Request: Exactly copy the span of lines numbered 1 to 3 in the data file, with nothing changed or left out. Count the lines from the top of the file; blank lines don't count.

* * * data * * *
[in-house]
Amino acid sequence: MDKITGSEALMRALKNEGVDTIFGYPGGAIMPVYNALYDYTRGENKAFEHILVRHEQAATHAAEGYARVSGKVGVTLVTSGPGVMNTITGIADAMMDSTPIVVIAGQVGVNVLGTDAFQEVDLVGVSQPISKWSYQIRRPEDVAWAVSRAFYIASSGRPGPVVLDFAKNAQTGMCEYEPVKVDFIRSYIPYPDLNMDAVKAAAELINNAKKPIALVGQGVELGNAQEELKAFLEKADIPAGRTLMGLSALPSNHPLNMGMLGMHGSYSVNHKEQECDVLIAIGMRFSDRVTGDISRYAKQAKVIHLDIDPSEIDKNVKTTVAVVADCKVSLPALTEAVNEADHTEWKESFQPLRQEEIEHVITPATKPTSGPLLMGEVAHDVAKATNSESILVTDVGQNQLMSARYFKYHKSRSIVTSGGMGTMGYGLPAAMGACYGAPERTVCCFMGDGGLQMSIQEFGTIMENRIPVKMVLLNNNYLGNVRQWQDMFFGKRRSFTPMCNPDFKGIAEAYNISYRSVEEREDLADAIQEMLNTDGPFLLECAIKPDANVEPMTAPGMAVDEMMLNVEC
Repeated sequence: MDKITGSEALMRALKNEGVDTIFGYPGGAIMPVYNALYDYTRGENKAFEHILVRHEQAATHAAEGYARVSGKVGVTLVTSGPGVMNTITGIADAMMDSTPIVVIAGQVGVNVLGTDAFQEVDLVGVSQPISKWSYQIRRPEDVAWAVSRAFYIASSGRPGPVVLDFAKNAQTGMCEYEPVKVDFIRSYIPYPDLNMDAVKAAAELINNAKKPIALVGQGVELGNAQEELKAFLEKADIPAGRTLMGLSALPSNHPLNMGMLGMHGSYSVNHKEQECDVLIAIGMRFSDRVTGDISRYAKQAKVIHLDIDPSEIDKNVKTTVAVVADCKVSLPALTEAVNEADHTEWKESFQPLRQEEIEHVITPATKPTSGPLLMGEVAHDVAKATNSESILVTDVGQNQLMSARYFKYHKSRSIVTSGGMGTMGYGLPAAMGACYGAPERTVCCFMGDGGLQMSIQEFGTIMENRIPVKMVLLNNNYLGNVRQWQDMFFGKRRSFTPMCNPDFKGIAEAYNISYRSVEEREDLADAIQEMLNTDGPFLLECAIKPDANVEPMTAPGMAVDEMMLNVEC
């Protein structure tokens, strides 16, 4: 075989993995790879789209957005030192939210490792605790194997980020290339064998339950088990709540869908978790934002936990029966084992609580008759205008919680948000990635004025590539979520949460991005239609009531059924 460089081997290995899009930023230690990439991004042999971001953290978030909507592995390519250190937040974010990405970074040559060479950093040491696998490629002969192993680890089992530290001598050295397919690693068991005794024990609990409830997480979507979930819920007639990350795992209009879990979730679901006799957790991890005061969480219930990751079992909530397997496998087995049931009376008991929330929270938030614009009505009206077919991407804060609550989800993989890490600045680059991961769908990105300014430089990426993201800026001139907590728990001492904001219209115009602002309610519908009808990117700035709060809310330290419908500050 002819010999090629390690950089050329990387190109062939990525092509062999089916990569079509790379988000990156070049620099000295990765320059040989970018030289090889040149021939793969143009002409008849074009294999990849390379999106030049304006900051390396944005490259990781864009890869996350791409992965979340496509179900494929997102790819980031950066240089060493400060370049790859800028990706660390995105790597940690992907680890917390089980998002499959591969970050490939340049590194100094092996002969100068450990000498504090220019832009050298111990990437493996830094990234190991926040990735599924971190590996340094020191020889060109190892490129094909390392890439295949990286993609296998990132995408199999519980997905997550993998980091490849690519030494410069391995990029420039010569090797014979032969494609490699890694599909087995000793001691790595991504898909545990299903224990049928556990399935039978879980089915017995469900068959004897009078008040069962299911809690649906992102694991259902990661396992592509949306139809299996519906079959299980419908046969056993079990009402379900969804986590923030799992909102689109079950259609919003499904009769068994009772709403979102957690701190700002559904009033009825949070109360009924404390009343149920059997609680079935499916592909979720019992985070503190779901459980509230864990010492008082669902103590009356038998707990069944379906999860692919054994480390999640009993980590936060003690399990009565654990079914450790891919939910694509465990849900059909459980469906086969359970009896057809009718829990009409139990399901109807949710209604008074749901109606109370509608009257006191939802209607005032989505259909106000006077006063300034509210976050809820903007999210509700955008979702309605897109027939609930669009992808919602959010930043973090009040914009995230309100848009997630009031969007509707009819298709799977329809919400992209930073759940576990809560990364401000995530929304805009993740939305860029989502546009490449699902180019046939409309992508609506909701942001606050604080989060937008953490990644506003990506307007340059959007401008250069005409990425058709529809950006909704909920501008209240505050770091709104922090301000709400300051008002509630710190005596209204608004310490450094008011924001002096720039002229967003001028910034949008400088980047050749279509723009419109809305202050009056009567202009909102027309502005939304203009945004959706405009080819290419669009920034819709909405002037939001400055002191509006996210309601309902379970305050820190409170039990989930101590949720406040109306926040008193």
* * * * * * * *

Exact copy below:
[in-house]
Amino acid sequence: MDKITGSEALMRALKNEGVDTIFGYPGGAIMPVYNALYDYTRGENKAFEHILVRHEQAATHAAEGYARVSGKVGVTLVTSGPGVMNTITGIADAMMDSTPIVVIAGQVGVNVLGTDAFQEVDLVGVSQPISKWSYQIRRPEDVAWAVSRAFYIASSGRPGPVVLDFAKNAQTGMCEYEPVKVDFIRSYIPYPDLNMDAVKAAAELINNAKKPIALVGQGVELGNAQEELKAFLEKADIPAGRTLMGLSALPSNHPLNMGMLGMHGSYSVNHKEQECDVLIAIGMRFSDRVTGDISRYAKQAKVIHLDIDPSEIDKNVKTTVAVVADCKVSLPALTEAVNEADHTEWKESFQPLRQEEIEHVITPATKPTSGPLLMGEVAHDVAKATNSESILVTDVGQNQLMSARYFKYHKSRSIVTSGGMGTMGYGLPAAMGACYGAPERTVCCFMGDGGLQMSIQEFGTIMENRIPVKMVLLNNNYLGNVRQWQDMFFGKRRSFTPMCNPDFKGIAEAYNISYRSVEEREDLADAIQEMLNTDGPFLLECAIKPDANVEPMTAPGMAVDEMMLNVEC
Repeated sequence: MDKITGSEALMRALKNEGVDTIFGYPGGAIMPVYNALYDYTRGENKAFEHILVRHEQAATHAAEGYARVSGKVGVTLVTSGPGVMNTITGIADAMMDSTPIVVIAGQVGVNVLGTDAFQEVDLVGVSQPISKWSYQIRRPEDVAWAVSRAFYIASSGRPGPVVLDFAKNAQTGMCEYEPVKVDFIRSYIPYPDLNMDAVKAAAELINNAKKPIALVGQGVELGNAQEELKAFLEKADIPAGRTLMGLSALPSNHPLNMGMLGMHGSYSVNHKEQECDVLIAIGMRFSDRVTGDISRYAKQAKVIHLDIDPSEIDKNVKTTVAVVADCKVSLPALTEAVNEADHTEWKESFQPLRQEEIEHVITPATKPTSGPLLMGEVAHDVAKATNSESILVTDVGQNQLMSARYFKYHKSRSIVTSGGMGTMGYGLPAAMGACYGAPERTVCCFMGDGGLQMSIQEFGTIMENRIPVKMVLLNNNYLGNVRQWQDMFFGKRRSFTPMCNPDFKGIAEAYNISYRSVEEREDLADAIQEMLNTDGPFLLECAIKPDANVEPMTAPGMAVDEMMLNVEC